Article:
Inherent limitations of the traditional approaches to study brain function and disease, such as rodent models and 2D cell culture platforms, have led to the development of 3D in vitro cell culture systems. These systems, products of multidisciplinary efforts encompassing stem cell biology, materials engineering, and biofabrication, have quickly shown great potential to mimic biochemical composition, structural properties, and cellular morphology and diversity found in the native brain tissue. Crucial to these developments have been the advancements in stem cell technology and cell reprogramming protocols that allow reproducible generation of human subtype-specific neurons and glia in laboratory conditions. At the same time, biomaterials have been designed to provide cells in 3D with a microenvironment that mimics functional and structural aspects of the native extracellular matrix with increasing fidelity. In this article, we review the use of biomaterials in 3D in vitro models of neurological disorders with focus on hydrogel technology and with biochemical composition and physical properties of the in vivo environment as reference.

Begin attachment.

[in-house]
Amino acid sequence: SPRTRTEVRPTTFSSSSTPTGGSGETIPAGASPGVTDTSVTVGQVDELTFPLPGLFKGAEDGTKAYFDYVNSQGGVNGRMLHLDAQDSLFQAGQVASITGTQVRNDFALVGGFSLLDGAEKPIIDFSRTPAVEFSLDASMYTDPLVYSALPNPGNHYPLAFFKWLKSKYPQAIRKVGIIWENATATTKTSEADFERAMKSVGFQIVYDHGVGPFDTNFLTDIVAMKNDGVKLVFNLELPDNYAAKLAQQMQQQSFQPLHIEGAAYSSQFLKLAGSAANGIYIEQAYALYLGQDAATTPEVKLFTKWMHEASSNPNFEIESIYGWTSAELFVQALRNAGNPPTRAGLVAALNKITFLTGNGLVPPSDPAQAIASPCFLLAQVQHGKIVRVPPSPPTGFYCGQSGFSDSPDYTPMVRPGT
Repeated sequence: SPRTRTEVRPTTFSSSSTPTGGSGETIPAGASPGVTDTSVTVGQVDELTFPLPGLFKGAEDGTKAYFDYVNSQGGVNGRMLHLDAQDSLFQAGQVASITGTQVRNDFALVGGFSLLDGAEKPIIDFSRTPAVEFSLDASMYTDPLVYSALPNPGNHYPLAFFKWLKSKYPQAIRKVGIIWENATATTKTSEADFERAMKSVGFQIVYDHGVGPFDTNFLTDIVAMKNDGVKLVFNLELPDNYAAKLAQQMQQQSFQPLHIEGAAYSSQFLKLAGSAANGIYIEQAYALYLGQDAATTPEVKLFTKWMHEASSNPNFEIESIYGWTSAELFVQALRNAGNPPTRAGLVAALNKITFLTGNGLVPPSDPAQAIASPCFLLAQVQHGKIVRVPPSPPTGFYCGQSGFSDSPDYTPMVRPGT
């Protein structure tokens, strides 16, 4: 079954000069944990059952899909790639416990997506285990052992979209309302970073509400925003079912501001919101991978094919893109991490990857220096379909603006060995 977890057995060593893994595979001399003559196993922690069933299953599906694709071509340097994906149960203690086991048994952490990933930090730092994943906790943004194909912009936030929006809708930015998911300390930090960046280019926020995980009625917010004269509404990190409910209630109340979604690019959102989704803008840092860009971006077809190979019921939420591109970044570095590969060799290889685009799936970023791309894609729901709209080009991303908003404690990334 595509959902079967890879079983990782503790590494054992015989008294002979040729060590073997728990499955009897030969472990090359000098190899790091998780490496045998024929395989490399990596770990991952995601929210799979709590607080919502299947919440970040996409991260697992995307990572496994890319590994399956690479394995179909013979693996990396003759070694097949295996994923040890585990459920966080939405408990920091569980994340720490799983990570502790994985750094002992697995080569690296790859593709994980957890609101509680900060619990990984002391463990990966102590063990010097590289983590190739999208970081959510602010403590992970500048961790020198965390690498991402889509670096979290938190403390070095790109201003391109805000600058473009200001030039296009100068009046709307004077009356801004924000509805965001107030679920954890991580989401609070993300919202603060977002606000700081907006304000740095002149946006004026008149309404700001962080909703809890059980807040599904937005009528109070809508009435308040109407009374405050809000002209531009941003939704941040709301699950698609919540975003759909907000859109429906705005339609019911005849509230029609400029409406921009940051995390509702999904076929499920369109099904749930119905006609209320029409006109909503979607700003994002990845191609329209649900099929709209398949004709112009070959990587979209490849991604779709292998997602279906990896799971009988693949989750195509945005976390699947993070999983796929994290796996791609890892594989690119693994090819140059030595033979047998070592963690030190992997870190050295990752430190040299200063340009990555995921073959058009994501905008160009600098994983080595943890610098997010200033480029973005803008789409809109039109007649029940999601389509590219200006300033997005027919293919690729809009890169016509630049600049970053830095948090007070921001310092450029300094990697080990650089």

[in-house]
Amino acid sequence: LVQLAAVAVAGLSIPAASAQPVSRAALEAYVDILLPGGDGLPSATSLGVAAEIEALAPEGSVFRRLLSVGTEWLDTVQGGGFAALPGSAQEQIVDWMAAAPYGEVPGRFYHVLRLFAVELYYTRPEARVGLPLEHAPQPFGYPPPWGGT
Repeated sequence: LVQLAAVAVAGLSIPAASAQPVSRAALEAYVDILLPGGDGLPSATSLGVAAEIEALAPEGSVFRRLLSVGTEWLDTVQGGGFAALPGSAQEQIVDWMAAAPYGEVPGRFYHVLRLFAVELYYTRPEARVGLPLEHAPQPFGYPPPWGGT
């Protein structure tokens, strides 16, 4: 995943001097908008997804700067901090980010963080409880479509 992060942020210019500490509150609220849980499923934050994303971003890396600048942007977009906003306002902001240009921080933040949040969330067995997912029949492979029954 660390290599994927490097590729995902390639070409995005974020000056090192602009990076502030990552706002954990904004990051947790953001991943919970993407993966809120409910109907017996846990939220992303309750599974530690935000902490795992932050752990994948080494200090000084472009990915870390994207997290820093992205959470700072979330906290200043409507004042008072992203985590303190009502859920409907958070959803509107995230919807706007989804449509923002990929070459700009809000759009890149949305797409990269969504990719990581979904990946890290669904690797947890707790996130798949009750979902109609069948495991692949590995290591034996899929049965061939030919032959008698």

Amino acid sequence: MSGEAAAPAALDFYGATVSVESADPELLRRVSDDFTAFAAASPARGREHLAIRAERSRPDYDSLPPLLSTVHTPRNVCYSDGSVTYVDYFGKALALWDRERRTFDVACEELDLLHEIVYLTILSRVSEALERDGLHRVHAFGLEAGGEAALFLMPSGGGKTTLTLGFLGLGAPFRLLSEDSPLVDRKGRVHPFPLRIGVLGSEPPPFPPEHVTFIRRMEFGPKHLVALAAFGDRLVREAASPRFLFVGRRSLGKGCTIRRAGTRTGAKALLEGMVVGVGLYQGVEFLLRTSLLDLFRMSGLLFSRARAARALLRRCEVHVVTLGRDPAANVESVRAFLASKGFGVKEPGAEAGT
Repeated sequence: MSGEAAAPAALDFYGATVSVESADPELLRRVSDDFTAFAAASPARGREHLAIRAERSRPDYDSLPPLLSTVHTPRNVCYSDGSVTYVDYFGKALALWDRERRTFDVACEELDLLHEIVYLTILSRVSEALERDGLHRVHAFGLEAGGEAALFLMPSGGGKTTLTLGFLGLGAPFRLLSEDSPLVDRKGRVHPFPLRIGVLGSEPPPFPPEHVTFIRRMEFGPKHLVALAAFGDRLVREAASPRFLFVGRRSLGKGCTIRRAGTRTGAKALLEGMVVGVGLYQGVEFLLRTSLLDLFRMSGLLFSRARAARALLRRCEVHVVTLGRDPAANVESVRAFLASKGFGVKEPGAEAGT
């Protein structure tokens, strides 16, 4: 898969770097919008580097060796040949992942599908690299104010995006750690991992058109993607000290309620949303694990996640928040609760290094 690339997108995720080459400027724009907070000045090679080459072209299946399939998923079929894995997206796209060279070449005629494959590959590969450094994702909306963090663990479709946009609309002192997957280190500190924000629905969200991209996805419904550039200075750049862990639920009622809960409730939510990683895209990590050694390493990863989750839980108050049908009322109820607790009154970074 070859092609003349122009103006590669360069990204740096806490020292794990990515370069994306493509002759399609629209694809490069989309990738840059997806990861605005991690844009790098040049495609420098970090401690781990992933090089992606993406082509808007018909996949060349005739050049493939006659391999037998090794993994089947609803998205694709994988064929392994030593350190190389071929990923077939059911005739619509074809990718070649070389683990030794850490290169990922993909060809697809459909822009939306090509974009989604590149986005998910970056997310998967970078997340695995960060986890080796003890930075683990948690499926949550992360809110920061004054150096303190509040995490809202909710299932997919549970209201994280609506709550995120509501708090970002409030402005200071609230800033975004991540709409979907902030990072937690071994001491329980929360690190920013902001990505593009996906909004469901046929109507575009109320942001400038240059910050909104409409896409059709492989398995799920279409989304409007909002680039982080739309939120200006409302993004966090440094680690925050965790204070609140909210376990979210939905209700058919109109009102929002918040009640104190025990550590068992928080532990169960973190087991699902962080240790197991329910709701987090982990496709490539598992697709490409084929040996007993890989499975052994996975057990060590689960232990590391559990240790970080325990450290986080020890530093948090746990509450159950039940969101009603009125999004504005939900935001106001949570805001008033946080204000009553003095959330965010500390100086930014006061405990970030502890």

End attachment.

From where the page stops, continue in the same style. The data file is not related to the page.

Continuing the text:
Subject classification (UKÄ)
- Biomaterials Science